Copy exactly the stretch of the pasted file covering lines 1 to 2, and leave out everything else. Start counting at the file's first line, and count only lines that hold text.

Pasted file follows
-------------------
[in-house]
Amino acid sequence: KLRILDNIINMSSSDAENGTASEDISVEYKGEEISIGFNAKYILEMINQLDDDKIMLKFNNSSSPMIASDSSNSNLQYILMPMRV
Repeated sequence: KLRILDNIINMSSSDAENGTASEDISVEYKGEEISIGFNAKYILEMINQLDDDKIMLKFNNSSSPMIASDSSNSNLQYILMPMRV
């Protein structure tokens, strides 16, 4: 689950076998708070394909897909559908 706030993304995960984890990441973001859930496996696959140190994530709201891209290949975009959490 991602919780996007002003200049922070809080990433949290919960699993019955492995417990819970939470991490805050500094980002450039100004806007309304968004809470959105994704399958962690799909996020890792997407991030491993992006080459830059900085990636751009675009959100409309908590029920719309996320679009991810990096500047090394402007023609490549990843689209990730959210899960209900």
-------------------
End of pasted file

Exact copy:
[in-house]
Amino acid sequence: KLRILDNIINMSSSDAENGTASEDISVEYKGEEISIGFNAKYILEMINQLDDDKIMLKFNNSSSPMIASDSSNSNLQYILMPMRV